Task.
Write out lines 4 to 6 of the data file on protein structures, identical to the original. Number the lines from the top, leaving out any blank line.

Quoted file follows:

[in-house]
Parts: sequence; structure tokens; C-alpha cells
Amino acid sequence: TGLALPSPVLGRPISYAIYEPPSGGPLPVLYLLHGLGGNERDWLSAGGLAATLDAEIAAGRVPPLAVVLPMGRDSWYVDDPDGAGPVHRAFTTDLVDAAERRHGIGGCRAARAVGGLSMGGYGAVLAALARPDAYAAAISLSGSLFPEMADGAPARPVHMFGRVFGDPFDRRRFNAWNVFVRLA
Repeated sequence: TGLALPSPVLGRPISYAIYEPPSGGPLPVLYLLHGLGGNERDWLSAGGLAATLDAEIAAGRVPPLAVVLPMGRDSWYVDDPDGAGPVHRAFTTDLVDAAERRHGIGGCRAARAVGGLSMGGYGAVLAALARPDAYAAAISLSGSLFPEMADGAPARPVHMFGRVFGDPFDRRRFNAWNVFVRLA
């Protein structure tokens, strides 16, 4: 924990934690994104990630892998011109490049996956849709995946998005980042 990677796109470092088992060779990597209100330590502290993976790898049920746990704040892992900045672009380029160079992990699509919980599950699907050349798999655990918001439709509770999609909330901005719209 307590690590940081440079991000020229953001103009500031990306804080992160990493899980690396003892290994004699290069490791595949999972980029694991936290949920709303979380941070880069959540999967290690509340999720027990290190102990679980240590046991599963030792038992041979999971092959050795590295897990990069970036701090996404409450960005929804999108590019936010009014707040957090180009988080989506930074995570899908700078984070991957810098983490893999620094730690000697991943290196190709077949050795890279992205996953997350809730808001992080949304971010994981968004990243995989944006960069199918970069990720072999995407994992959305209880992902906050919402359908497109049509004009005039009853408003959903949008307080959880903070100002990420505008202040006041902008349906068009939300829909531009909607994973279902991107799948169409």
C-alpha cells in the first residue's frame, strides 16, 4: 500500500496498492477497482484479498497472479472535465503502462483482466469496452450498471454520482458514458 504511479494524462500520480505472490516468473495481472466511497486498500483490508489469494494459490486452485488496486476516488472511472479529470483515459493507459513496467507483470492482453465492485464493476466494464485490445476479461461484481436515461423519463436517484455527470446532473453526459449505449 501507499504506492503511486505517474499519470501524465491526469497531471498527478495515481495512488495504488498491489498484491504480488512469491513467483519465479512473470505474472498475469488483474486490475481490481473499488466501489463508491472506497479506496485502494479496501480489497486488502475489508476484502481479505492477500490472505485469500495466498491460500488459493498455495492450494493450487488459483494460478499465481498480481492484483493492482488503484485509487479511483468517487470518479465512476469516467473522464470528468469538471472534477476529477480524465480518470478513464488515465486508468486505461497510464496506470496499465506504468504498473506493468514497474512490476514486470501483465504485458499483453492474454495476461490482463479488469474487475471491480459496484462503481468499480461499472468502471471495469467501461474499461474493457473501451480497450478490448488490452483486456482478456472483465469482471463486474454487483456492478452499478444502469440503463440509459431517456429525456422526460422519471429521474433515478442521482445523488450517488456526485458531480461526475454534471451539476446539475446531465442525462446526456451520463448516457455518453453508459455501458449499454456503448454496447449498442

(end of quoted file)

Repeated sequence: TGLALPSPVLGRPISYAIYEPPSGGPLPVLYLLHGLGGNERDWLSAGGLAATLDAEIAAGRVPPLAVVLPMGRDSWYVDDPDGAGPVHRAFTTDLVDAAERRHGIGGCRAARAVGGLSMGGYGAVLAALARPDAYAAAISLSGSLFPEMADGAPARPVHMFGRVFGDPFDRRRFNAWNVFVRLA
């Protein structure tokens, strides 16, 4: 924990934690994104990630892998011109490049996956849709995946998005980042 990677796109470092088992060779990597209100330590502290993976790898049920746990704040892992900045672009380029160079992990699509919980599950699907050349798999655990918001439709509770999609909330901005719209 307590690590940081440079991000020229953001103009500031990306804080992160990493899980690396003892290994004699290069490791595949999972980029694991936290949920709303979380941070880069959540999967290690509340999720027990290190102990679980240590046991599963030792038992041979999971092959050795590295897990990069970036701090996404409450960005929804999108590019936010009014707040957090180009988080989506930074995570899908700078984070991957810098983490893999620094730690000697991943290196190709077949050795890279992205996953997350809730808001992080949304971010994981968004990243995989944006960069199918970069990720072999995407994992959305209880992902906050919402359908497109049509004009005039009853408003959903949008307080959880903070100002990420505008202040006041902008349906068009939300829909531009909607994973279902991107799948169409």
C-alpha cells in the first residue's frame, strides 16, 4: 500500500496498492477497482484479498497472479472535465503502462483482466469496452450498471454520482458514458 504511479494524462500520480505472490516468473495481472466511497486498500483490508489469494494459490486452485488496486476516488472511472479529470483515459493507459513496467507483470492482453465492485464493476466494464485490445476479461461484481436515461423519463436517484455527470446532473453526459449505449 501507499504506492503511486505517474499519470501524465491526469497531471498527478495515481495512488495504488498491489498484491504480488512469491513467483519465479512473470505474472498475469488483474486490475481490481473499488466501489463508491472506497479506496485502494479496501480489497486488502475489508476484502481479505492477500490472505485469500495466498491460500488459493498455495492450494493450487488459483494460478499465481498480481492484483493492482488503484485509487479511483468517487470518479465512476469516467473522464470528468469538471472534477476529477480524465480518470478513464488515465486508468486505461497510464496506470496499465506504468504498473506493468514497474512490476514486470501483465504485458499483453492474454495476461490482463479488469474487475471491480459496484462503481468499480461499472468502471471495469467501461474499461474493457473501451480497450478490448488490452483486456482478456472483465469482471463486474454487483456492478452499478444502469440503463440509459431517456429525456422526460422519471429521474433515478442521482445523488450517488456526485458531480461526475454534471451539476446539475446531465442525462446526456451520463448516457455518453453508459455501458449499454456503448454496447449498442